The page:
And yet for the mass of Arabic- or Persian-speaking farm.e:rs. on whose productive labor the civilization 'of Mescpotamia and the Iranian. plateau bad always rested. tile disaster was chronic .. Over the long run the mlUta.J.iY cris~s was, [lot so much an invasioa of Mongom aI'JJlJ.ies at it was the last great trek ef Turkish steppe nomads from Central Asia into the Islamic hearalaad, a. re-enactment and mdeed a continuation. of the eleventh-century mi,grati:ons that had populated parts of the Middle East with Turkish tribes and put their captains ~n political control of almost all of it. Gewghjs Khan could never have done more than fouad some unremarkable: tribal stare in Inner Asia were ~1It mlO~ for his SIlJOC1e5S al 'in.corporating I.Olt10 his war ma.chine numerous Turkish cL3i[1~S inha:hitiimg the grasslaeds between Mongolia and the Caspian Sea. Tur.k.ish warriors trooped to 'he flag of Genghis by the tensof thousaads .• pal1Iy becsuse the Mongols had deteatedthem, partly

84 Persia and Iraq

for the adventure, partly because rain feU more O'ftltH'W and grass grewtaller progressively as one moved west and south. Turks far outnumbered ethnic M.ongols in the' mounted armies that attacked Persia. and they broug~.twitfu tb.em their wagons. tbeir families, and their enormous herds ofboFSes and sheep, which fed their way 'through Khura:san and westward along the flanks of the Albun: MOWlltati;I1S Ito the th~ck pastures of Azerbaijan,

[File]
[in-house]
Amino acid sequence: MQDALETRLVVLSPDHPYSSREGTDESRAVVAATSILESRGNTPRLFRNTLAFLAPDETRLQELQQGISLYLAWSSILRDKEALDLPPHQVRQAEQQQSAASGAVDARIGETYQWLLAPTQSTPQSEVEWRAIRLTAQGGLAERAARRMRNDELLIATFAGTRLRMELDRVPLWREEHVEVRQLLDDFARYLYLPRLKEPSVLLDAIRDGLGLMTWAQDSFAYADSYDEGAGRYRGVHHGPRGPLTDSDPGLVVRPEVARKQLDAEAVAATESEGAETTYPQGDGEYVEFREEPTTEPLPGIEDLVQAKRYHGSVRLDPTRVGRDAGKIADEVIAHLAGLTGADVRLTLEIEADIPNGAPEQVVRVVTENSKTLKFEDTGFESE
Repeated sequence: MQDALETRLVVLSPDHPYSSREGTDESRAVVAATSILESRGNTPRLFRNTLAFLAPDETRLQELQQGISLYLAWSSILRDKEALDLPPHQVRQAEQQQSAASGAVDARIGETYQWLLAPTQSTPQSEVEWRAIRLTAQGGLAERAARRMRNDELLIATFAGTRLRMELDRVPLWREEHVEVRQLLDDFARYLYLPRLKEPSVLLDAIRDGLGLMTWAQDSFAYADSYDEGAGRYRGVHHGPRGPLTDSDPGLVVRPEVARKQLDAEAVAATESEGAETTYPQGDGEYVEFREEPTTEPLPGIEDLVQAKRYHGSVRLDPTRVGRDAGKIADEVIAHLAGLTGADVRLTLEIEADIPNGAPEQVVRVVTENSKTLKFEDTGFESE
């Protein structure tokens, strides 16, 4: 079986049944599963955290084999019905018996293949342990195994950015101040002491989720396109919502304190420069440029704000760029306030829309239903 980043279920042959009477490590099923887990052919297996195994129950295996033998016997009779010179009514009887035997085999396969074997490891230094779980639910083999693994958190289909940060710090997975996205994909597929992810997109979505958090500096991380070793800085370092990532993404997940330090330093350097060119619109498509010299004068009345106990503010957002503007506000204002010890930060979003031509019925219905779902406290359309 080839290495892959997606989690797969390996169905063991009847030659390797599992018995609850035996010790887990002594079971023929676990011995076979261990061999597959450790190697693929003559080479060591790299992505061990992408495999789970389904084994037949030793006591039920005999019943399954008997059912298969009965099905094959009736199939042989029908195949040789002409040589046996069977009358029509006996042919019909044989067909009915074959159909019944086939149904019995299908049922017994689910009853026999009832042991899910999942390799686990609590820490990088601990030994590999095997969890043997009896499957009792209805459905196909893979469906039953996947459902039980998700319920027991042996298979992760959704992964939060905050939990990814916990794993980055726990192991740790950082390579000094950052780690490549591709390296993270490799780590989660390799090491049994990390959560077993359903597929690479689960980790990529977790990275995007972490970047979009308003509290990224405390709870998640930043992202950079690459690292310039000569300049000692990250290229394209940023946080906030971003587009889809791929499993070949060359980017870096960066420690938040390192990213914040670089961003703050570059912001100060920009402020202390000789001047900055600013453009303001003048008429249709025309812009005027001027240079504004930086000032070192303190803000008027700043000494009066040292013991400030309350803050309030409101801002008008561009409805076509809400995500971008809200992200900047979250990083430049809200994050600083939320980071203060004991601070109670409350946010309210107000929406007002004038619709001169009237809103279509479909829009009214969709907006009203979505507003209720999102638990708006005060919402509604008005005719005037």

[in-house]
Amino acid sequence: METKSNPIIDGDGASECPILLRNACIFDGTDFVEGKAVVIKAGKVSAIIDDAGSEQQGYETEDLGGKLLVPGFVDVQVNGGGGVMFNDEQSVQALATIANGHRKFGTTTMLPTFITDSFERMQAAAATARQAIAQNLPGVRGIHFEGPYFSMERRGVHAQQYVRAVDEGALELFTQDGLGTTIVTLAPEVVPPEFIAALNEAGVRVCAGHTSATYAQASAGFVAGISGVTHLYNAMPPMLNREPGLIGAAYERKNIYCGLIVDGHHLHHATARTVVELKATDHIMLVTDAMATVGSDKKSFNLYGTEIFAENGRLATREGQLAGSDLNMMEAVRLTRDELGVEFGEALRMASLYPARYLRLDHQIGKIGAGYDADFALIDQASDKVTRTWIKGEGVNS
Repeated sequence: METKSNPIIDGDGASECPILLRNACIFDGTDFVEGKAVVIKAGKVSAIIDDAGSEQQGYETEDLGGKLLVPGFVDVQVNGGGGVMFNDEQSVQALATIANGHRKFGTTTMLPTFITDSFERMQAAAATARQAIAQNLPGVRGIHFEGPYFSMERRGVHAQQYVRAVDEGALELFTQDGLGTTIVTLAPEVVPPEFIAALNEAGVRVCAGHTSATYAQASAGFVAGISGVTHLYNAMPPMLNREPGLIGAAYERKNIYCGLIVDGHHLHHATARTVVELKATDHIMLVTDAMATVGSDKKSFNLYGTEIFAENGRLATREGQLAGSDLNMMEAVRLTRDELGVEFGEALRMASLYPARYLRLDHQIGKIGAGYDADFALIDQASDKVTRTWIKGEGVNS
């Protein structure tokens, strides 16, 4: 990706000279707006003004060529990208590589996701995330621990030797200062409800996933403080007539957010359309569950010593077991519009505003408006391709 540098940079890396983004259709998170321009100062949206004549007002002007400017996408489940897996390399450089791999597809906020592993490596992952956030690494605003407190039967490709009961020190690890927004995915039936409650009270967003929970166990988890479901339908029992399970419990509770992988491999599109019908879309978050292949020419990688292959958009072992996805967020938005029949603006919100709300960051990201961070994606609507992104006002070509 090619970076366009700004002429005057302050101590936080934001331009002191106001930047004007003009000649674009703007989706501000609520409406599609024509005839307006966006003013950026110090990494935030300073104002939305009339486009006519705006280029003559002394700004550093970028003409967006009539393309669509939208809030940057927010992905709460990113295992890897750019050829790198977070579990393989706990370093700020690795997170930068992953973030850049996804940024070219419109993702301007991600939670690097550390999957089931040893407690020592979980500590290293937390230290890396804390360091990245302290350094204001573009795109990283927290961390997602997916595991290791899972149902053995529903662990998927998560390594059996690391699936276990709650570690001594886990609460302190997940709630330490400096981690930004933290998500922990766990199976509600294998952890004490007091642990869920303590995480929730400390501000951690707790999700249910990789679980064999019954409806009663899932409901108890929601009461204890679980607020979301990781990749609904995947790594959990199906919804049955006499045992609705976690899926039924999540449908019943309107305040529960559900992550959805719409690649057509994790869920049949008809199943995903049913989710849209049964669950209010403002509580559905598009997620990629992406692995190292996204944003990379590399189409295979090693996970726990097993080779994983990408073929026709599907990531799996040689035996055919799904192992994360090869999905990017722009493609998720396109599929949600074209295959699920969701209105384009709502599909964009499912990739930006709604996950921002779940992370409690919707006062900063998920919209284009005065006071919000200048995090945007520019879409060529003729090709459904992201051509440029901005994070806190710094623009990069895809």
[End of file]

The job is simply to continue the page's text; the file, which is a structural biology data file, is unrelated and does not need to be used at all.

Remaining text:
Altbough ma.n)' of the Turkish invaders had tbemsctves been converted to Sum:l'i Islam in the preceding centuries as. a result of contact wi'm.b urba~ merchants and missioaaries from Khurasan" they joined ea,g;er~y in the violent d ismembering of Persian society, ridding the laad of die farms, crops, irrigation works and cities tbat obstructed rhe free movement. of their herds. Over several decades thousands of Iranian peasants were killed, enslaved" and chased off their land. To make matters worse" the early Mongol rulers, beginning. w~th Genghis Khan's grandson HIJ~eguin 1.256. could not quite make up' their miads whether to carry through policies designed to reconstruct the ccuatryandrevive agriculture or to treat the [land as pennaroent enemy territory by taxingthe peasants unbearably and permitting commanders triball cEDefs" and state "messengers" to devour ~be countryside at tbe sligMlest sign of agrariaa health.

Ghazan (l295-1304).. the seventh Ukfuan (or "deputy" of the Great: Khan .• as the Mongol, ,ru~ers of Persia were called) , made a determined ,efiOI1 to improve [be adlill1limstrative and fiscal system iim ways thee wouJJd UgIlItell. the peasants' rax load" relieve them of indisc.rim.mate extortion OJ]] the part of state officials. and restore !their will.1 to pmduce, The reforms had modest success! but: they dlid not deive the economy decisively upward. owing to the petuJlant resistance of officials and war lords and tbe faiJure of Ghazan's successors to persevere with sufficient energy, The strength and well-being of any civilized soCliety depended oathe prosperity 'of its agriculture, and in this respect Persiaand Iraq entered the fourteenth century still cb"aggjng the chains of me Mongol invasion. "Therecan be no doubt," wrote' the Persian historian Must-awfi in 1340 "that even if for a thousand years to come no evil befalls thecountry, yet will it not be 'possible completely tOI repair thedamage, and bring back the 1and to the state in whlch it was fo.rmerly. ,-5

''Vet if the umders,tl'u:cluI:<I::l of the Persian economy was weak. the MOD801s succeeded remarkably well ,at paving over their ownwork